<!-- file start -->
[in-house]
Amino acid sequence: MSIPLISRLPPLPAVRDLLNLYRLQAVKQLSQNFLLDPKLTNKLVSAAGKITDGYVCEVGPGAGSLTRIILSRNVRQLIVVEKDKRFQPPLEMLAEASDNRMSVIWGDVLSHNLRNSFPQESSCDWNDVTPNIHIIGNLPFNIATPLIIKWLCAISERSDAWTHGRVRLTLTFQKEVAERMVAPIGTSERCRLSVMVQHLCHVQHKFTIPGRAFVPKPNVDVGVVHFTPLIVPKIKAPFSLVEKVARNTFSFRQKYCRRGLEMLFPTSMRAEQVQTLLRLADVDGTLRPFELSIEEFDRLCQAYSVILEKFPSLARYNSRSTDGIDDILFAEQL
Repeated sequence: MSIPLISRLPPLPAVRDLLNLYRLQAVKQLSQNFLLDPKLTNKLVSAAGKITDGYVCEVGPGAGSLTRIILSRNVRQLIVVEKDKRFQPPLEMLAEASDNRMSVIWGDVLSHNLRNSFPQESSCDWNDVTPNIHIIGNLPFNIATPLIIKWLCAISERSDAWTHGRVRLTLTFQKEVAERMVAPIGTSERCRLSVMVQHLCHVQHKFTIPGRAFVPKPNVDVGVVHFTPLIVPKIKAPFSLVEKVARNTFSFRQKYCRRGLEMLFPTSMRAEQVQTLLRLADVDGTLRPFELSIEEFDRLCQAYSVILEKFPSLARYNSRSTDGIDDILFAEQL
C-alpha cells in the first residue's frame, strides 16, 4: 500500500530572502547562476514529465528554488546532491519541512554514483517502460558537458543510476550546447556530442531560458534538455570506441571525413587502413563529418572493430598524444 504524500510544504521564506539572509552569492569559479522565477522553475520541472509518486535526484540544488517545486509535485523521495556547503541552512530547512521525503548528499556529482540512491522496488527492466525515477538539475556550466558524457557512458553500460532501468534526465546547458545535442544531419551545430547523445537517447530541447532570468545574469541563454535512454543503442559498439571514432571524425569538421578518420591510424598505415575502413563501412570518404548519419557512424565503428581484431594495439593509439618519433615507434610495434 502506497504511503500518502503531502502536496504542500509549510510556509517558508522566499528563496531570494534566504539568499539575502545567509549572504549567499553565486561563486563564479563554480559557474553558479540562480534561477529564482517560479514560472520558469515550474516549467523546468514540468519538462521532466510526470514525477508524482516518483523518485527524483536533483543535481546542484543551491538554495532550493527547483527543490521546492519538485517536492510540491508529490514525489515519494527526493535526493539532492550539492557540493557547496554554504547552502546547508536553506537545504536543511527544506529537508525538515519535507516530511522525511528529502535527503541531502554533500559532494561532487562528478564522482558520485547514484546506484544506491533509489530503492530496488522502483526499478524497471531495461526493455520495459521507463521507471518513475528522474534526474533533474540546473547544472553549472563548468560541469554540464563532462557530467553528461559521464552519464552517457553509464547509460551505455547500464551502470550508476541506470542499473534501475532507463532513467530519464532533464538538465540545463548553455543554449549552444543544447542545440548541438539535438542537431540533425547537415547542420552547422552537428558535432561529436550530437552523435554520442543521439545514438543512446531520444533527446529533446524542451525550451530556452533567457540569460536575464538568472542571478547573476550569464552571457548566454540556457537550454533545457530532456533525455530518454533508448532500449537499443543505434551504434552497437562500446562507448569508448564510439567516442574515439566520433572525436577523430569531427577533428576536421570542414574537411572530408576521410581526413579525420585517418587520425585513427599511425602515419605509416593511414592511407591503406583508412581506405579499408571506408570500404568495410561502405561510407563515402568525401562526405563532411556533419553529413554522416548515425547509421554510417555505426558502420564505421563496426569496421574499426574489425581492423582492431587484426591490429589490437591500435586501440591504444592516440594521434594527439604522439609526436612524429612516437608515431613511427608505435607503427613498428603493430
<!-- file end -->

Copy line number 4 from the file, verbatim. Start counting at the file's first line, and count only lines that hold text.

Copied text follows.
C-alpha cells in the first residue's frame, strides 16, 4: 500500500530572502547562476514529465528554488546532491519541512554514483517502460558537458543510476550546447556530442531560458534538455570506441571525413587502413563529418572493430598524444 504524500510544504521564506539572509552569492569559479522565477522553475520541472509518486535526484540544488517545486509535485523521495556547503541552512530547512521525503548528499556529482540512491522496488527492466525515477538539475556550466558524457557512458553500460532501468534526465546547458545535442544531419551545430547523445537517447530541447532570468545574469541563454535512454543503442559498439571514432571524425569538421578518420591510424598505415575502413563501412570518404548519419557512424565503428581484431594495439593509439618519433615507434610495434 502506497504511503500518502503531502502536496504542500509549510510556509517558508522566499528563496531570494534566504539568499539575502545567509549572504549567499553565486561563486563564479563554480559557474553558479540562480534561477529564482517560479514560472520558469515550474516549467523546468514540468519538462521532466510526470514525477508524482516518483523518485527524483536533483543535481546542484543551491538554495532550493527547483527543490521546492519538485517536492510540491508529490514525489515519494527526493535526493539532492550539492557540493557547496554554504547552502546547508536553506537545504536543511527544506529537508525538515519535507516530511522525511528529502535527503541531502554533500559532494561532487562528478564522482558520485547514484546506484544506491533509489530503492530496488522502483526499478524497471531495461526493455520495459521507463521507471518513475528522474534526474533533474540546473547544472553549472563548468560541469554540464563532462557530467553528461559521464552519464552517457553509464547509460551505455547500464551502470550508476541506470542499473534501475532507463532513467530519464532533464538538465540545463548553455543554449549552444543544447542545440548541438539535438542537431540533425547537415547542420552547422552537428558535432561529436550530437552523435554520442543521439545514438543512446531520444533527446529533446524542451525550451530556452533567457540569460536575464538568472542571478547573476550569464552571457548566454540556457537550454533545457530532456533525455530518454533508448532500449537499443543505434551504434552497437562500446562507448569508448564510439567516442574515439566520433572525436577523430569531427577533428576536421570542414574537411572530408576521410581526413579525420585517418587520425585513427599511425602515419605509416593511414592511407591503406583508412581506405579499408571506408570500404568495410561502405561510407563515402568525401562526405563532411556533419553529413554522416548515425547509421554510417555505426558502420564505421563496426569496421574499426574489425581492423582492431587484426591490429589490437591500435586501440591504444592516440594521434594527439604522439609526436612524429612516437608515431613511427608505435607503427613498428603493430